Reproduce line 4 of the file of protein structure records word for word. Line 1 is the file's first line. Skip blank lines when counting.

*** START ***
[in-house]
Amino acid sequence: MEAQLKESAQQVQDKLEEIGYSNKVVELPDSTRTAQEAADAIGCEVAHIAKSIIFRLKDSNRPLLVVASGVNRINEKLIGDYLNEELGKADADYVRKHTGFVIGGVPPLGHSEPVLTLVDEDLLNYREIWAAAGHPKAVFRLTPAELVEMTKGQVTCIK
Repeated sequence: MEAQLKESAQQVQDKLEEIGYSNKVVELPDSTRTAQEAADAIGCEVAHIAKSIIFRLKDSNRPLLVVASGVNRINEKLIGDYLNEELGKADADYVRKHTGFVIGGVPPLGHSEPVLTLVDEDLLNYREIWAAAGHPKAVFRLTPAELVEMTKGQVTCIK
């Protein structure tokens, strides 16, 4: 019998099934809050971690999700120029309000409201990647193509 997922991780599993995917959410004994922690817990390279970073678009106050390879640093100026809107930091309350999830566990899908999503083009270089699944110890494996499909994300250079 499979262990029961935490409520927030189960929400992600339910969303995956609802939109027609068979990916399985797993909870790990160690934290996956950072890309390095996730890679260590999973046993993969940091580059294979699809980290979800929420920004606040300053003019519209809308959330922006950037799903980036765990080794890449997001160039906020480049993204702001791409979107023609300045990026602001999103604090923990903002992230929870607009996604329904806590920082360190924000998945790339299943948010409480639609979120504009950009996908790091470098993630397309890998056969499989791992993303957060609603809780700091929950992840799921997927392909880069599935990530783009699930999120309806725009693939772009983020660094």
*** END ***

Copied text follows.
């Protein structure tokens, strides 16, 4: 019998099934809050971690999700120029309000409201990647193509 997922991780599993995917959410004994922690817990390279970073678009106050390879640093100026809107930091309350999830566990899908999503083009270089699944110890494996499909994300250079 499979262990029961935490409520927030189960929400992600339910969303995956609802939109027609068979990916399985797993909870790990160690934290996956950072890309390095996730890679260590999973046993993969940091580059294979699809980290979800929420920004606040300053003019519209809308959330922006950037799903980036765990080794890449997001160039906020480049993204702001791409979107023609300045990026602001999103604090923990903002992230929870607009996604329904806590920082360190924000998945790339299943948010409480639609979120504009950009996908790091470098993630397309890998056969499989791992993303957060609603809780700091929950992840799921997927392909880069599935990530783009699930999120309806725009693939772009983020660094």